CARMELA Fonbuena of Rappler could not have picked a worse target when she peddled an unverified hunch using her yellow-colored lens. Apparently assisted by some reports from Pia Ranada, and in possession of a complaint letter from Hyundai Heavy Industries Co, Ltd. (HHI), the winning bidder for the much-delayed Frigate Acquisition Project (FAP) of the Philippine Navy, Fonbuena thought the Rappler formula of smear now, ask later would work.
Using an attached post-it sent by Defense Secretary Delfin Lorenzana asking the then FOIC of the Philippine Navy Vice Admiral Ronald Joseph Mercado to look into the matter—which appeared to have been referred to him by Special Assistant to the President Bong Go—Fonbuena readily concluded that Go was intervening in the transaction on behalf of the winning bidder.
The lie then took on a life of its own, and was further prominently featured in a front-page story in the Philippine Daily Inquirer. The post-it was treated like a smoking gun, and the document to which it was attached was wrongly labeled as a white paper, when for all intents and purposes it was simply a complaint letter sent to the President.
A seasoned, true-blooded journalist would have sought Go to get his side, and even Lorenzana to complete the narrative. But this would have amounted to an inconvenient delay for a media entity—which incidentally is having an identity crisis because it sometimes officially declares that it is not a news organization—that is fixated on painting the President in a bad light in every way possible.
Bong Go is much more than an alter ego of the President. He is the President’s shadow. His being a regular photo bomber to countless images and representations of the President is apropos to his role in presidential politics. He is a silent but steady reminder of a loyal, behind-the-scenes worker.
As it turned out, it was one of Bong Go’s deputies who actually initiated the act of referring the complaint letter to Secretary Lorenzana. But granting that it was Go, it would not even rise to the level of interference to win favors. It was simply a routine referral of a matter to the proper official.
Rappler, Maria Ressa, and her coterie of so-called news gatherers and writers whose only advantage over seasoned journalists is probably their expensive gadgets, must have realized by now that picking on Bong Go was a wrong move. Bong Go’s appearance at the Senate hearing on the controversy was perfect political theater. In an unprecedented show of force, prominent Cabinet secretaries were inside the session room, even as Go’s supporters rallied outside the Senate building.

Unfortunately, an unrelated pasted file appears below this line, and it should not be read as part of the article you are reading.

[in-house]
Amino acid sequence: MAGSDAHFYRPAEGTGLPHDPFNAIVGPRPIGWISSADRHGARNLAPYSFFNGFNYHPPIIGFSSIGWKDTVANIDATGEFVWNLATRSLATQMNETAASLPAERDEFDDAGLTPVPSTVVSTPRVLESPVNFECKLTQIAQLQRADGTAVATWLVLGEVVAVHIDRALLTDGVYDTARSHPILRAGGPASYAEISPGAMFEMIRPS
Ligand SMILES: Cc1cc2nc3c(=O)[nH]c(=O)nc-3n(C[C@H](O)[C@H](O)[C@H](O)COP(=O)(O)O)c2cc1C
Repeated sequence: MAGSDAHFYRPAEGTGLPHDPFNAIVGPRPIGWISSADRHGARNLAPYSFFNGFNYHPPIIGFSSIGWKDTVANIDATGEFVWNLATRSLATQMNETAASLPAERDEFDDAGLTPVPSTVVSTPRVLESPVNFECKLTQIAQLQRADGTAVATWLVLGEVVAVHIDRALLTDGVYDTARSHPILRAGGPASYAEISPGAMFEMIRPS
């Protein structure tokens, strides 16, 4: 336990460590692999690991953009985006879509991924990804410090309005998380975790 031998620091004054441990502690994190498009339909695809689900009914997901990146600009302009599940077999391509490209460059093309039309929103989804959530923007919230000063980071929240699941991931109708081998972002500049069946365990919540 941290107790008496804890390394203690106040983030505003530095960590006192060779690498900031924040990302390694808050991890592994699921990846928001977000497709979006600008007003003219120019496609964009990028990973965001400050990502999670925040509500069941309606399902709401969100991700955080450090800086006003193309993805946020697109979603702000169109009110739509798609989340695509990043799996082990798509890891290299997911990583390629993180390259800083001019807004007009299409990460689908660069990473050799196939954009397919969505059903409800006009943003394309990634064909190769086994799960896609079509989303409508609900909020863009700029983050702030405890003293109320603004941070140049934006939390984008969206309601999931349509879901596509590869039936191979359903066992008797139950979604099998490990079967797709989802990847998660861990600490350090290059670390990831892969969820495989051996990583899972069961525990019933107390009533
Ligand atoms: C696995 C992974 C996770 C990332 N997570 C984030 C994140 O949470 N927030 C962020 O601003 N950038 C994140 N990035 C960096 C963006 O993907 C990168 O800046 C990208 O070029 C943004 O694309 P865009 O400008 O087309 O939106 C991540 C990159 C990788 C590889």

But all eyes were on Bong Go, as he calmly and in a very composed manner totally eviscerated Rappler and to a lesser extent the Philippine Daily Inquirer. In a very undramatic fashion, Go undressed the pretensions of these two media organizations which have been parading themselves as enemies of fake news, and revealed them as the ones who propagate fakery and yellow journalism.
The contrast, particularly when seen in the light of the theatrics and dramatics of some senators, left Senator Trillanes pitifully trying to connect Go to some kind of corruption, even as Senator Hontiveros struggled, and failed, to frame her interventions into a proper question. The anticipated explosives that were expected to be hurled against Bong Go turned out to be duds, with Rappler and Inquirer being the ones getting hit instead.
But lest we get lost in the euphoria of the moment, there are things that we should remain wary about.
What remains unsettled is how confidential pieces of information landed in the hands of Rappler, and apparently, of Senator Trillanes. This is a crucial question to ask, considering that the matters that have been leaked are on issues that may have national security implications.
Obviously, it is easy to suspect that the source would have probably been from the ranks of the Philippine Navy, some of whose prominent heads expressed their reservations on the terms and conditions of the FAP, particularly on which provider will be chosen to install the combat management system (CMS) on the frigate.
Internal conflicts and disagreements are natural in any organization. But high standards of discipline and professionalism are expected from our men and women in the armed services, and it is dangerous when internal organizational disputes lead to leakage of documents that are now used as fodder by yellow journalists and disgruntled senators to wage a proxy war against the President through his Special Assistant.
Senator Lacson asked Vice Admiral Mercado if Bong Go had directly intervened in the FAP.
What I was waiting to be asked was who gave the complaint letter of HHI, with that notorious post-it, to Rappler. And how come Senator Trillanes has copies of documents which are not supposed to be made public.
It is disconcerting that no one from among those in attendance at the hearing even asked the question. While some reference to confidentiality of papers that have national security implications was made, there was no frontal engagement made on the issue of the source of the information leak.
Bong Go’s successful offensive against yellow journalism must not lead us to lose sight of a more dangerous scenario. We face a new kind of threat when disgruntled elements of the armed forces would link with those who use the power of disinformation, and those who weave intrigues and spin lies, to undermine social and political order.
There is no other way but to secure classified information, more so if it will have implications on our national security.
We must find out how Rappler got hold of that letter. Senators should not let this pass in the next hearing. And should Fonbuena invoke, under oath, her media rights of not disclosing her source, then Rappler for which she is working can no longer use the excuse that it is not a media organization in its SEC case.